Blockchain – How it will affect corporate travel in Asia

White Papers 04 Apr 2018

FCM Travel Solutions Byline by Bertrand Saillet, General Manager of FCM Travel Solutions Asia 

Blockchain has been reigning as the trending tech buzzword for the past year. The technology has been making headway in Asia Pacific, predominantly in the banking and financial industry where firms have started exploring it for improving customer experience. We can expect more industries to embrace blockchain – according to the first-ever IDC blockchain forecast, Asia Pacific’s (excluding Japan) spending on blockchain solutions is forecast to reach about $282 million in 2018, almost double the amount spent in 2017.

Being digitally driven, the corporate travel industry is one that will surely evolve alongside technological innovation. We look at how blockchain can impact corporate travel in Asia, a region that dominates the business travel industry. 

Blockchain 101

First things first – what is blockchain? It is an ever-growing database of transactions that are linked and secured via cryptography. Originally created for the famous Bitcoin in 2009, it is now being diversely used due to its secure nature. Another key feature is its transparency. All related users can view the data, but it is encrypted to protect identities. Blockchain data is thus accessible yet secure. Essentially, blockchain technology allows users to make transactions anonymously.

Payment made easier

Blockchain may not eliminate the need for credit cards, but it can help verify the sending of card numbers during transactions. For multiple-party transactions such as those involving travel management companies (TMCs), airlines, and enterprises, blockchain can catalyze the process as all parties would be working on the same ledger. This allows instant payment between TMCs and airlines, making middlemen obsolete. When customer costs are reduced, and service sped up, we reap higher customer satisfaction.

Singapore Airlines’ loyalty program - Krisflyer - has already planned to launch the world’s first blockchain-based airline loyalty digital wallet, which would allow members to use KrisFlyer miles for purchases at participating outlets.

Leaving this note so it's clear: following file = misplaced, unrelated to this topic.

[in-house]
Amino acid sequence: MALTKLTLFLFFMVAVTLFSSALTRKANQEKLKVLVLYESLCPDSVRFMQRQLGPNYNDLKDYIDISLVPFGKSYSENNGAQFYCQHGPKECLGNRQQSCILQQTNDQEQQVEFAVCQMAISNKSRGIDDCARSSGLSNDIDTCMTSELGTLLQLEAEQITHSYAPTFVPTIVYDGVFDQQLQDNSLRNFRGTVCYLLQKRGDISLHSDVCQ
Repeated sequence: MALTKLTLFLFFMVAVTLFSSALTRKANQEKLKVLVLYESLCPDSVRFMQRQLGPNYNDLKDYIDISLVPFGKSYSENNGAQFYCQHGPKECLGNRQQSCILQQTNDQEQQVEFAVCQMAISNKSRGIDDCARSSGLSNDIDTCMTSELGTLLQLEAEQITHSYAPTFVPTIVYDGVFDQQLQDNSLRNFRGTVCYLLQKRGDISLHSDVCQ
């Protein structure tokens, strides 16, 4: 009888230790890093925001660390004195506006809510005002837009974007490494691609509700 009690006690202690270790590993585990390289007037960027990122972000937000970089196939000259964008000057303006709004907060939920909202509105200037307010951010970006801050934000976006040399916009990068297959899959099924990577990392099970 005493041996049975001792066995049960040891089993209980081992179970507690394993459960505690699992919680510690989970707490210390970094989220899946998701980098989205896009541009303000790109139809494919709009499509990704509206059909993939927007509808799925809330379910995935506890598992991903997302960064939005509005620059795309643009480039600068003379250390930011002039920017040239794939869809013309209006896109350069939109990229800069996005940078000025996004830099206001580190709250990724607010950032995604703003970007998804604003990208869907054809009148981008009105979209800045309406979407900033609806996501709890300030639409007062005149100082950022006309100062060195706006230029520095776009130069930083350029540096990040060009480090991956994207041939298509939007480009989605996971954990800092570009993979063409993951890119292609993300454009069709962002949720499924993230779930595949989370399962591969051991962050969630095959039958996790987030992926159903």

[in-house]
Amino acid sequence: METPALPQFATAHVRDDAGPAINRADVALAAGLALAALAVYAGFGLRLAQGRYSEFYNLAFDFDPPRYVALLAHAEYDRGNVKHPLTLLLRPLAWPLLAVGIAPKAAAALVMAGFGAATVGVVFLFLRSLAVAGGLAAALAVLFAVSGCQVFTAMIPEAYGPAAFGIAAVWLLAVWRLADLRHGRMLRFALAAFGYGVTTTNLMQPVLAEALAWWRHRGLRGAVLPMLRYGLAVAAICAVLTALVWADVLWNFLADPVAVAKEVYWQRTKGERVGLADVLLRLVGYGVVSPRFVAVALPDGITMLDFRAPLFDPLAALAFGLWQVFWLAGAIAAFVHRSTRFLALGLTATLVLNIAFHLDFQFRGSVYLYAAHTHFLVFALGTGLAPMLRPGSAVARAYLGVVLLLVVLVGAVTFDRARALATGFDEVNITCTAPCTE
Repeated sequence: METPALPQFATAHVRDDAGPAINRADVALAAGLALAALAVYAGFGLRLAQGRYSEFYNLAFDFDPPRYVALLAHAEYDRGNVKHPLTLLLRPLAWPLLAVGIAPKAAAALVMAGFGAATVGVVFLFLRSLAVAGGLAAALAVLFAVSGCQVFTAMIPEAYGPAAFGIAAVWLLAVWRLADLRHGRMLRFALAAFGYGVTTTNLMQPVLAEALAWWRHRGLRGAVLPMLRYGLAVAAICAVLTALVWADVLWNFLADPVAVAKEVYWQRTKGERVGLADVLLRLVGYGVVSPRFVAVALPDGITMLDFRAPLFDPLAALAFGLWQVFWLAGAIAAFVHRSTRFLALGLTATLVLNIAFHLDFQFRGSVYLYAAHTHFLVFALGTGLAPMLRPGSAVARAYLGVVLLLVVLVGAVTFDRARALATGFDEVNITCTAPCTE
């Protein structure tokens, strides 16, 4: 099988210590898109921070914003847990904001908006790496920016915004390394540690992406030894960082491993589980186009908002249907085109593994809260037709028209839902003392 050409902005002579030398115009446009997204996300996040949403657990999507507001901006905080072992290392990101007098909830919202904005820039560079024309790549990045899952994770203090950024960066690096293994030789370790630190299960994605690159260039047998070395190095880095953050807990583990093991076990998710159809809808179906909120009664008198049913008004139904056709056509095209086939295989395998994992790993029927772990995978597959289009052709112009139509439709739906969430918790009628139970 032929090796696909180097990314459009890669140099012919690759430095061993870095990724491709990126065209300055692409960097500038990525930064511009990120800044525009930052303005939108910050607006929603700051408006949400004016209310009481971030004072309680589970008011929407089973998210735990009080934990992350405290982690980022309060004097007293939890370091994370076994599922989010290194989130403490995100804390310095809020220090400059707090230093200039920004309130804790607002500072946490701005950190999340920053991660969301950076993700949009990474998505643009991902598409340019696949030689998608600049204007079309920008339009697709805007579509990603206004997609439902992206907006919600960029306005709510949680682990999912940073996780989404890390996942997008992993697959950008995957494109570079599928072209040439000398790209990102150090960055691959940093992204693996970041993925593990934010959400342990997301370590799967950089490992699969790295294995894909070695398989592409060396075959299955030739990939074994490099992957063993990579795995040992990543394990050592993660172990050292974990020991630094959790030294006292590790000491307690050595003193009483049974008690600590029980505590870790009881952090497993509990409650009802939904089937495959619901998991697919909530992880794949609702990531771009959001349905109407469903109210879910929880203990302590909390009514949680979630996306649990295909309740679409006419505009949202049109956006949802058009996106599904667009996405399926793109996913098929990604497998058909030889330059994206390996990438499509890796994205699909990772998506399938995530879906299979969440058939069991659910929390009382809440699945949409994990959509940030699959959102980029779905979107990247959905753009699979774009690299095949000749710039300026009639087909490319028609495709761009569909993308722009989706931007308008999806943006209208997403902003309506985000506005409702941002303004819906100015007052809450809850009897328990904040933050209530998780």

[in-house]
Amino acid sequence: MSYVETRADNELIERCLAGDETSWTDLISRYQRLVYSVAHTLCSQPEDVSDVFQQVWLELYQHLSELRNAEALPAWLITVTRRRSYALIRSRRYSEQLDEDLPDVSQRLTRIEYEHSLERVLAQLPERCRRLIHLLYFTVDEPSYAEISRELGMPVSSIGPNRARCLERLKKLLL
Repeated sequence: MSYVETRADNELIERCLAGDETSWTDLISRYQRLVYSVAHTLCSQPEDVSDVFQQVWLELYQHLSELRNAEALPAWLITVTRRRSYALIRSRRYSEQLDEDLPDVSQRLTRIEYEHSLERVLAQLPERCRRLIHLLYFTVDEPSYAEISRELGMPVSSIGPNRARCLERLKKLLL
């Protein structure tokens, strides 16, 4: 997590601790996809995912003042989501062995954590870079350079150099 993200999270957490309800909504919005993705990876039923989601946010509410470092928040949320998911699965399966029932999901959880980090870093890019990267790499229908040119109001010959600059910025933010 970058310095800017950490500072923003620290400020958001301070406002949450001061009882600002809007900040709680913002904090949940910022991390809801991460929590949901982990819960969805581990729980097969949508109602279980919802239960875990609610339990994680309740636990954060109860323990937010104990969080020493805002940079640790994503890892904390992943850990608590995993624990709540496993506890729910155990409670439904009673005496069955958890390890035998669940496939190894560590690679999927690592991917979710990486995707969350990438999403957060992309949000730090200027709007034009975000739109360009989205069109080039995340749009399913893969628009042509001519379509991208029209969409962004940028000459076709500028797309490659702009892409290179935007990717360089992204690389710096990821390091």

Smart contracting

Smart contracting refers to the making of transactions without third parties, and due to the transparent and secure nature of blockchain, these transactions are trackable and irreversible.

When transaction data is received, payment is made and the contract automatically adjusts itself. We see smart contracting as applicable to customer loyalty programs, where members can earn and use points in real time. Blockchain-based loyalty program is especially useful during travel disruptions, as it can enable airlines to compensate and refund passengers immediately. Once again, this enhances customer satisfaction. 

Passport-free travel

Blockchain technology also offers a secure identity trust framework. Tech giant IBM already has plans to use it to develop a secure identification verification program that can be enabled via smartphones. Should it succeed, travelers might not even need to carry a passport, as the system would identify the traveler directly. In Dubai, the government has already made plans to develop digital passports using biometric verification and Blockchain technology to pioneer the world’s first gateless border at Dubai Airport. 

Blockchain offers great potential. Yet, there are challenges that markets in the region may face in adopting it, including lack of readiness and clarity on the regulations involved. However, as an industry we can gain a deeper understanding of its nature to facilitate its welcome. For all the hype and the potential that blockchain is foreseen to bring, we wonder, will it serve as a blessing or a blight? History tells us that each innovation eventually finds its place, but only time will tell us the level of blockchain’s eventual adoption.